Parliament

Gordon Campbell | Parliament TV | Parliament Today | Video | Questions Of the Day | Search

 

Street: Affordable Housing Bill

Hon Maryan Street
Minister for Housing


4 September 2008 Speech

Affordable Housing: Enabling Territorial Authorities Bill
Third Reading Speech


Notes prepared for Third Reading Speech of the Affordable Housing: Enabling Territorial Authorities Bill

Madam Speaker, I move that the Affordable Housing: Enabling Territorial Authorities Bill be now read a third time.
A careful and robust process has brought us to this point today to pass the Affordable Housing: Enabling Territorial Authorities Bill.

The purpose of the Bill is to “enable a territorial authority, in consultation with its community, to develop and adopt an affordable housing policy that requires a developer to provide an affordable housing contribution for low to moderate income households”.

The passing of the Bill will give territorial authorities new powers and a clear mandate for increasing the supply of affordable housing in their local area.

Territorial authorities will be able to require either some affordable housing to be built in new developments, or that developers contribute money or land towards affordable housing to be built elsewhere.

The use of the new powers in the Bill by territorial authorities will vary across the country, depending on the local need for affordable housing.

The Affordable Housing: Enabling Territorial Authorities Bill is enabling, rather than mandatory. Only those territorial authorities that choose to, need to develop an affordable housing policy.

If a territorial authority chooses to use the powers in the Bill, it will be required to undertake a housing needs assessment in its district or city. If this identifies a shortage of affordable housing in the area, then the territorial authority may develop an affordable housing policy.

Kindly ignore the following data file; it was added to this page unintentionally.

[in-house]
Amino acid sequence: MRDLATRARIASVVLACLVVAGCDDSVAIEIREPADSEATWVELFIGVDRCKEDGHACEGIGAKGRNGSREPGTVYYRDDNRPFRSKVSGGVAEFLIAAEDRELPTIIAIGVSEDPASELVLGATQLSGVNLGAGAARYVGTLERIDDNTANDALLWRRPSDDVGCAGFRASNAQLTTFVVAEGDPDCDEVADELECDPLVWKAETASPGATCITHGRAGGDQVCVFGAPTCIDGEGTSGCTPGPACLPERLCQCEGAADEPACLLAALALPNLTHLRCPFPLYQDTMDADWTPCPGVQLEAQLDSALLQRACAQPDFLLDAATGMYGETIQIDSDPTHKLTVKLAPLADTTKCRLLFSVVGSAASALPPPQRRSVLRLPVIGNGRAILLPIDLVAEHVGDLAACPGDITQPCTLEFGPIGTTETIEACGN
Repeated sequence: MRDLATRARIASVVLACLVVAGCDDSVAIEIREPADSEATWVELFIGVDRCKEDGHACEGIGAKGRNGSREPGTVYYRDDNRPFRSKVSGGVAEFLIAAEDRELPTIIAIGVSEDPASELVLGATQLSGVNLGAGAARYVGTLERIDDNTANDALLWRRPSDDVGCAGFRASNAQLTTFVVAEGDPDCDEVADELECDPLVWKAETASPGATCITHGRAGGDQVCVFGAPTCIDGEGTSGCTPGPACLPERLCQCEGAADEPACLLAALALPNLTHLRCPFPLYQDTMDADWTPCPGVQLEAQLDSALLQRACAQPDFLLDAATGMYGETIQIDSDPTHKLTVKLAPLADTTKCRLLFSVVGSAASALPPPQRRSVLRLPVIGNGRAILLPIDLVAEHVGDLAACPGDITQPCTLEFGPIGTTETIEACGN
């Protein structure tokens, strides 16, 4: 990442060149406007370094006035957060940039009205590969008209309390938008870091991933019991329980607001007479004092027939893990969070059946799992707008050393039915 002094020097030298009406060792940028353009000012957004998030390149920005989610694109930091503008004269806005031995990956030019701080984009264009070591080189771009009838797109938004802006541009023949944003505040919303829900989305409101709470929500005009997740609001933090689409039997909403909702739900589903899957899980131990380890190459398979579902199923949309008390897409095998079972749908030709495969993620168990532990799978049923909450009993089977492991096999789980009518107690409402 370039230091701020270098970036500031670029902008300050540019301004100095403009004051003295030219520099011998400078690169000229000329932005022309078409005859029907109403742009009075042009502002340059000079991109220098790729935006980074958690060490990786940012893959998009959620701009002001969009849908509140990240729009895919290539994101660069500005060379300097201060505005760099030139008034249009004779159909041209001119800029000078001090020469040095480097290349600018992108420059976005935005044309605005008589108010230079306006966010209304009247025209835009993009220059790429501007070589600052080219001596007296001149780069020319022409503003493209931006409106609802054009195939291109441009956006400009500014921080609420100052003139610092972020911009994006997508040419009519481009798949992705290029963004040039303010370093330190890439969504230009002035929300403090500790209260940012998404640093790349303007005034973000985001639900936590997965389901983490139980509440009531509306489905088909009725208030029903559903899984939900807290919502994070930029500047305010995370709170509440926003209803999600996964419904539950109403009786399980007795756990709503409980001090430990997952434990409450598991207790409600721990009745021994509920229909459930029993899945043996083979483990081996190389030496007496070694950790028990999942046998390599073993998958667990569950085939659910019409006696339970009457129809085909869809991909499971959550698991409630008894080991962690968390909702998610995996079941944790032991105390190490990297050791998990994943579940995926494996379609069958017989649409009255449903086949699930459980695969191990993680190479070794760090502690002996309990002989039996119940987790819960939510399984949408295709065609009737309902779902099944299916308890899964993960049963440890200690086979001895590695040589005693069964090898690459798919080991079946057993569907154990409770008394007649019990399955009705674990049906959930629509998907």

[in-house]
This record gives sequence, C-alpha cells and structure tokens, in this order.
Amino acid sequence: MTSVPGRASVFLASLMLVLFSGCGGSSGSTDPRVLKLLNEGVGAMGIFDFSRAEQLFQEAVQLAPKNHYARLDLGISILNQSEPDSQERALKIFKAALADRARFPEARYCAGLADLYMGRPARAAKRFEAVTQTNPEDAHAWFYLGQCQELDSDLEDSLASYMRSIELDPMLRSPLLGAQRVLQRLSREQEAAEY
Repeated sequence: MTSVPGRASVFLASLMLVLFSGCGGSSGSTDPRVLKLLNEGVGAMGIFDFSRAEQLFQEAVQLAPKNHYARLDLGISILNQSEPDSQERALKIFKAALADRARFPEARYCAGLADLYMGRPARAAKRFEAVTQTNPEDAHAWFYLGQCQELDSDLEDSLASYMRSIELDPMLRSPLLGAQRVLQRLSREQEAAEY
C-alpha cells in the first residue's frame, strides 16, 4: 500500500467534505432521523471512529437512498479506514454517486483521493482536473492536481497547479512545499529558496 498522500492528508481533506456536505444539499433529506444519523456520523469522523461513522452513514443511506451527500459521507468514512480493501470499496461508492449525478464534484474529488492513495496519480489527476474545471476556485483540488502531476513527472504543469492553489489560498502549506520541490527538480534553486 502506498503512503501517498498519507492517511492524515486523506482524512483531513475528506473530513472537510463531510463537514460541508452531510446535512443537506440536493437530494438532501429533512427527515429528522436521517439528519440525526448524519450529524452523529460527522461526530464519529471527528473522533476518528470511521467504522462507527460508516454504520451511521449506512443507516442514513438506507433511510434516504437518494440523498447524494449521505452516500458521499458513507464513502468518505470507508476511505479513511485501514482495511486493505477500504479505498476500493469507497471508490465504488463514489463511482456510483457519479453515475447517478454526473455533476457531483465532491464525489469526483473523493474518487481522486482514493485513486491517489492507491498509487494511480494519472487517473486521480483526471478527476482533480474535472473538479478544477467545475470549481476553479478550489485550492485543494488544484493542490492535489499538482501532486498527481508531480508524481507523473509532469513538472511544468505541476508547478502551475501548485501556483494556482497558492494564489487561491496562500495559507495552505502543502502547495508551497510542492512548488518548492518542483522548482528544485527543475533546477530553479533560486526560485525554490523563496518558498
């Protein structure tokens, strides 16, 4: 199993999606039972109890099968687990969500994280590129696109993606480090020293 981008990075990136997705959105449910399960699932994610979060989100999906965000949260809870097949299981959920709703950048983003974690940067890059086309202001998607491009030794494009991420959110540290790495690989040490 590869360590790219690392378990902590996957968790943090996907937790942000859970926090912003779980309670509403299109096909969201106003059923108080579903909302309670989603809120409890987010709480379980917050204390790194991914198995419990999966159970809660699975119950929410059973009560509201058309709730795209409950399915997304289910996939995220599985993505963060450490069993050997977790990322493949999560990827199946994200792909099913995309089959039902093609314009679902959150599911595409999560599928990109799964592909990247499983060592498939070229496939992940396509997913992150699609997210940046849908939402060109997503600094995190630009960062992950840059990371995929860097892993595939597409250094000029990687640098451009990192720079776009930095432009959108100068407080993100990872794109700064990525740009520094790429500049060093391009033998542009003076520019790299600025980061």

The policy must be developed in consultation with the local community. The policy will state what is required of developments, how any contributions will be collected and used, and how any resulting housing will remain affordable in the long term.

The Bill directs Housing New Zealand Corporation to provide appropriate advice and information to territorial authorities for undertaking a housing needs assessment and developing an affordable housing policy.

The Bill includes a range of incentives that territorial authorities can offer to developers in facilitating the provision of affordable housing in a development. For example, the Bill allows territorial authorities to use development incentives to off-set the costs of providing affordable housing.

The Bill also voids covenants that are expressly designed to restrict the availability of affordable housing and social housing. These covenants unfairly discriminate against some of our most vulnerable people, such as older people and people who require assisted living.

The Bill consequentially amends four pieces of legislation:
• The Building Act 2004
• The Goods and Services Tax Act 1985
• The Housing Corporation Act 1974 and
• The Local Government Act 2002.